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Developmental Cell

Chang-Chih Wu, Shirui Hou, Brent A Orr, Bryan R Kuo, Yong Ha Youn, Taren Ong, Fanny Roth, Charles G Eberhart, Giles W Robinson, David J Solecki, Makoto M Taketo, Richard J Gilbertson, Martine F Roussel, Young-Goo Han
Mechanistic target of rapamycin (MTOR) cooperates with Hedgehog (HH) signaling, but the underlying mechanisms are incompletely understood. Here we provide genetic, biochemical, and pharmacologic evidence that MTOR complex 1 (mTORC1)-dependent translation is a prerequisite for HH signaling. The genetic loss of mTORC1 function inhibited HH signaling-driven growth of the cerebellum and medulloblastoma. Inhibiting translation or mTORC1 blocked HH signaling. Depleting 4EBP1, an mTORC1 target that inhibits translation, alleviated the dependence of HH signaling on mTORC1...
October 31, 2017: Developmental Cell
Borko Amulic, Sebastian Lorenz Knackstedt, Ulrike Abu Abed, Nikolaus Deigendesch, Christopher J Harbort, Brian E Caffrey, Volker Brinkmann, Frank L Heppner, Philip W Hinds, Arturo Zychlinsky
Neutrophils are essential for immune defense and can respond to infection by releasing chromatin in the form of neutrophil extracellular traps (NETs). Here we show that NETs are induced by mitogens and accompanied by induction of cell-cycle markers, including phosphorylation of the retinoblastoma protein and lamins, nuclear envelope breakdown, and duplication of centrosomes. We identify cyclin-dependent kinases 4 and 6 (CDK4/6) as essential regulators of NETs and show that the response is inhibited by the cell-cycle inhibitor p21(Cip)...
October 31, 2017: Developmental Cell
Vassil Vassilev, Anna Platek, Sylvain Hiver, Hideki Enomoto, Masatoshi Takeichi
Cell migration plays a pivotal role in morphogenetic and pathogenetic processes. To achieve directional migration, cells must establish a front-to-rear axis of polarity. Here we show that components of the cadherin-catenin complex function to stabilize this front-rear polarity. Neural crest and glioblastoma cells undergo directional migration in vivo or in vitro. During this process, αE-catenin accumulated at lamellipodial membranes and then moved toward the rear with the support of a tyrosine-phosphorylated β-catenin...
October 31, 2017: Developmental Cell
Amulya Sreekumar, Michael J Toneff, Eajer Toh, Kevin Roarty, Chad J Creighton, George K Belka, Dong-Kee Lee, Jianming Xu, Lewis A Chodosh, JoAnne S Richards, Jeffrey M Rosen
Puberty is characterized by dynamic tissue remodeling in the mammary gland involving ductal elongation, resolution into the mature epithelial bilayer, and lumen formation. To decipher the cellular mechanisms underlying these processes, we studied the fate of putative stem cells, termed cap cells, present in terminal end buds of pubertal mice. Employing a p63(CreERT2)-based lineage-tracing strategy, we identified a unipotent fate for proliferative cap cells that only generated cells with basal features. Furthermore, we observed that dislocated "cap-in-body" cells underwent apoptosis, which aided lumen formation during ductal development...
October 31, 2017: Developmental Cell
Kazunori Ando, Eri Shibata, Stefan Hans, Michael Brand, Atsushi Kawakami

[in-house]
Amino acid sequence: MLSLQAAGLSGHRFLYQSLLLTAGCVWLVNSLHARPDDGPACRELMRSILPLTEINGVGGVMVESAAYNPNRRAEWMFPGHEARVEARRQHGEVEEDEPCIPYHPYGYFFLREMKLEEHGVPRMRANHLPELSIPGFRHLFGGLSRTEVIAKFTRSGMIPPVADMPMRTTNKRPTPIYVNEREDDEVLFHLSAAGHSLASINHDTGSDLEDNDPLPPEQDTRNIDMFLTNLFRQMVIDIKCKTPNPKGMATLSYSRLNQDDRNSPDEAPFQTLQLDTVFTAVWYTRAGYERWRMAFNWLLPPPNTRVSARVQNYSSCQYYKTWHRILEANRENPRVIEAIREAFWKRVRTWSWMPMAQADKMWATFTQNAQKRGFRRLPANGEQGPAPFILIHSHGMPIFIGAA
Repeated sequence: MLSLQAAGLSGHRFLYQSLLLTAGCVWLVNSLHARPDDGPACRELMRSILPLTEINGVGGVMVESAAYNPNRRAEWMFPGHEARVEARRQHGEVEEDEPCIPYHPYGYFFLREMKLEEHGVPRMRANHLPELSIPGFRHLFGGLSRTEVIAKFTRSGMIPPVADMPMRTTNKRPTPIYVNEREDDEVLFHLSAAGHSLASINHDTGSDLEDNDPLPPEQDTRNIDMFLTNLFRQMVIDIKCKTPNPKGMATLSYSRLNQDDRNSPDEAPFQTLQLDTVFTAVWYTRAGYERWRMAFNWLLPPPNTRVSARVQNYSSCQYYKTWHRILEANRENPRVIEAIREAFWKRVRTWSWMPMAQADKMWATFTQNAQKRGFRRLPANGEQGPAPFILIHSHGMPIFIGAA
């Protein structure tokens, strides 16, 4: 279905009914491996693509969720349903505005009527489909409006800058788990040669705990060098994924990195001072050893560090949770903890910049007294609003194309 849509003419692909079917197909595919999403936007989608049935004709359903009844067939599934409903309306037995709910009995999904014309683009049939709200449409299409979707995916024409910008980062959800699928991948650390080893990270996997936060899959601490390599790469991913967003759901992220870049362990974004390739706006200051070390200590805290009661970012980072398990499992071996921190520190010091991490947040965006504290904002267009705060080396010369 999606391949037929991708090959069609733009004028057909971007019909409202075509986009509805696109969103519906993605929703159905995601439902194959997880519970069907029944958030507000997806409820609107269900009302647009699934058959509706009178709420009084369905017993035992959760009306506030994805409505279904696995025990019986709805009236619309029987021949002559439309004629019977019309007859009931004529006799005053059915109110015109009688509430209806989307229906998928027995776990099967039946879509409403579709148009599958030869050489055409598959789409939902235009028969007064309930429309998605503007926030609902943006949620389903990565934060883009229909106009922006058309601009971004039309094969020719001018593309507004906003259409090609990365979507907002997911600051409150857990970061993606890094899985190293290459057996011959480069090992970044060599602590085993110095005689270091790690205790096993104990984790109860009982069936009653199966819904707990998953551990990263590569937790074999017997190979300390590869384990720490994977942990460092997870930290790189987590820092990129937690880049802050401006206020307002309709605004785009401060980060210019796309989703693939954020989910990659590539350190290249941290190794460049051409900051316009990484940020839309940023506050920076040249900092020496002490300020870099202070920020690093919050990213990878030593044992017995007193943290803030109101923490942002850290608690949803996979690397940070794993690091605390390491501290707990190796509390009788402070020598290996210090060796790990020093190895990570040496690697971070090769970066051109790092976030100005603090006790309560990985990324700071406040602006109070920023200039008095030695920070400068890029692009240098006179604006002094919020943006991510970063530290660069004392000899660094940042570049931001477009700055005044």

Mammals cannot re-form heavily damaged bones as in large fracture gaps, whereas zebrafish efficiently regenerate bones even after amputation of appendages. However, the source of osteoblasts that mediate appendage regeneration is controversial. Several studies in zebrafish have shown that osteoblasts are generated by dedifferentiation of existing osteoblasts at injured sites, but other observations suggest that de novo production of osteoblasts also occurs. In this study, we found from cell-lineage tracing and ablation experiments that a group of cells reserved in niches serves as osteoblast progenitor cells (OPCs) and has a significant role in fin ray regeneration...
October 27, 2017: Developmental Cell
Scott Curran, Charlotte Strandkvist, Jasper Bathmann, Marc de Gennes, Alexandre Kabla, Guillaume Salbreux, Buzz Baum
Under conditions of homeostasis, dynamic changes in the length of individual adherens junctions (AJs) provide epithelia with the fluidity required to maintain tissue integrity in the face of intrinsic and extrinsic forces. While the contribution of AJ remodeling to developmental morphogenesis has been intensively studied, less is known about AJ dynamics in other circumstances. Here, we study AJ dynamics in an epithelium that undergoes a gradual increase in packing order, without concomitant large-scale changes in tissue size or shape...
October 24, 2017: Developmental Cell
Hui Li, Yanglin Ding, Yiting Shi, Xiaoyan Zhang, Shuqun Zhang, Zhizhong Gong, Shuhua Yang
Low temperatures affect plant growth, development, productivity, and ecological distribution. Expression of the C-repeat-binding factor (CBF) transcription factors is induced by cold stress, which in turn activates downstream cold-responsive (COR) genes that are required for the acquisition of freezing tolerance. Inducer of CBF expression 1 (ICE1) is a master regulator of CBFs, and ICE1 stability is crucial for its function. However, the regulation of ICE1 is not well understood. Here, we report that mitogen-activated protein kinase 3 (MPK3) and MPK6 interact with and phosphorylate ICE1, which reduces its stability and transcriptional activity...
October 12, 2017: Developmental Cell
Chunzhao Zhao, Pengcheng Wang, Tong Si, Chuan-Chih Hsu, Lu Wang, Omar Zayed, Zheping Yu, Yingfang Zhu, Juan Dong, W Andy Tao, Jian-Kang Zhu
Mitogen-activated protein kinase cascades are important signaling modules that convert environmental stimuli into cellular responses. We show that MPK3, MPK4, and MPK6 are rapidly activated after cold treatment. The mpk3 and mpk6 mutants display increased expression of CBF genes and enhanced freezing tolerance, whereas constitutive activation of the MKK4/5-MPK3/6 cascade in plants causes reduced expression of CBF genes and hypersensitivity to freezing, suggesting that the MKK4/5-MPK3/6 cascade negatively regulates the cold response...
October 12, 2017: Developmental Cell
Juli Liu, Yang Li, Bo Lin, Yi Sheng, Lei Yang
No abstract text is available yet for this article.
November 6, 2017: Developmental Cell
Sarah N Anderson, Cameron S Johnson, Joshua Chesnut, Daniel S Jones, Imtiyaz Khanday, Margaret Woodhouse, Chenxin Li, Liza J Conrad, Scott D Russell, Venkatesan Sundaresan